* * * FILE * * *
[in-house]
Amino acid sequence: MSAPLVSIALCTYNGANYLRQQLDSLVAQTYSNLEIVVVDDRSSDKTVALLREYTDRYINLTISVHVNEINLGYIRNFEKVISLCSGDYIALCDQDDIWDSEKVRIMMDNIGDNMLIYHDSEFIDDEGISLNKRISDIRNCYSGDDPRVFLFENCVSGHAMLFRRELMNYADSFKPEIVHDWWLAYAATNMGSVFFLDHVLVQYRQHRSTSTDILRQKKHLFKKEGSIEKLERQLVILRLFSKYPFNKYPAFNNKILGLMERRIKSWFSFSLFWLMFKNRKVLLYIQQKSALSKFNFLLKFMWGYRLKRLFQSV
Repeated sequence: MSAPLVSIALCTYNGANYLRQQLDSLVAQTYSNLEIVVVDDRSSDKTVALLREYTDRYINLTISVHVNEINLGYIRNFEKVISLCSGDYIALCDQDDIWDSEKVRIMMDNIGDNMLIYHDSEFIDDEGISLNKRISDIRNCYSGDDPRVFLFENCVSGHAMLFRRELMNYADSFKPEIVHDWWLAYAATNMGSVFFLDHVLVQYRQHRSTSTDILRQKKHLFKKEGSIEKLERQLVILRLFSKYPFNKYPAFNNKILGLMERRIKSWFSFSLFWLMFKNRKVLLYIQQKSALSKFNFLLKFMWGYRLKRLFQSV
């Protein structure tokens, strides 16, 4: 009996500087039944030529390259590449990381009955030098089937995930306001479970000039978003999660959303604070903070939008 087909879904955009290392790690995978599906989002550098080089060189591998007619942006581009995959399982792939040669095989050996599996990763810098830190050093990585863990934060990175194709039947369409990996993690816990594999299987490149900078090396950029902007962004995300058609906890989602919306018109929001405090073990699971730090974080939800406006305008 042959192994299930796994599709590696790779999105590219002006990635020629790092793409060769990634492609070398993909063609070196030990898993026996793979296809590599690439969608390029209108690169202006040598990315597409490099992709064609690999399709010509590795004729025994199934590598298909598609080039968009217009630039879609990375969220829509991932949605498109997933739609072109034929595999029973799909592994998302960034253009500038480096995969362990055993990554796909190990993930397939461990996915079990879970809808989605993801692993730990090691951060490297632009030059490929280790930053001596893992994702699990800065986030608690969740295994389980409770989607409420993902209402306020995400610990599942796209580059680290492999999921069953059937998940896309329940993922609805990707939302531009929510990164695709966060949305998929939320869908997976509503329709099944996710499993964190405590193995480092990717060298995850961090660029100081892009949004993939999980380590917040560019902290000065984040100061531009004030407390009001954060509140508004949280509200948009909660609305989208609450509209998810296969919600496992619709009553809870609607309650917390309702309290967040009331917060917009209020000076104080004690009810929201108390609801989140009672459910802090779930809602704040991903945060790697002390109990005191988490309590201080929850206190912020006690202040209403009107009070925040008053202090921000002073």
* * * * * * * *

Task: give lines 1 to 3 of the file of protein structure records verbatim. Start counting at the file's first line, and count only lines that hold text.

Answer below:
[in-house]
Amino acid sequence: MSAPLVSIALCTYNGANYLRQQLDSLVAQTYSNLEIVVVDDRSSDKTVALLREYTDRYINLTISVHVNEINLGYIRNFEKVISLCSGDYIALCDQDDIWDSEKVRIMMDNIGDNMLIYHDSEFIDDEGISLNKRISDIRNCYSGDDPRVFLFENCVSGHAMLFRRELMNYADSFKPEIVHDWWLAYAATNMGSVFFLDHVLVQYRQHRSTSTDILRQKKHLFKKEGSIEKLERQLVILRLFSKYPFNKYPAFNNKILGLMERRIKSWFSFSLFWLMFKNRKVLLYIQQKSALSKFNFLLKFMWGYRLKRLFQSV
Repeated sequence: MSAPLVSIALCTYNGANYLRQQLDSLVAQTYSNLEIVVVDDRSSDKTVALLREYTDRYINLTISVHVNEINLGYIRNFEKVISLCSGDYIALCDQDDIWDSEKVRIMMDNIGDNMLIYHDSEFIDDEGISLNKRISDIRNCYSGDDPRVFLFENCVSGHAMLFRRELMNYADSFKPEIVHDWWLAYAATNMGSVFFLDHVLVQYRQHRSTSTDILRQKKHLFKKEGSIEKLERQLVILRLFSKYPFNKYPAFNNKILGLMERRIKSWFSFSLFWLMFKNRKVLLYIQQKSALSKFNFLLKFMWGYRLKRLFQSV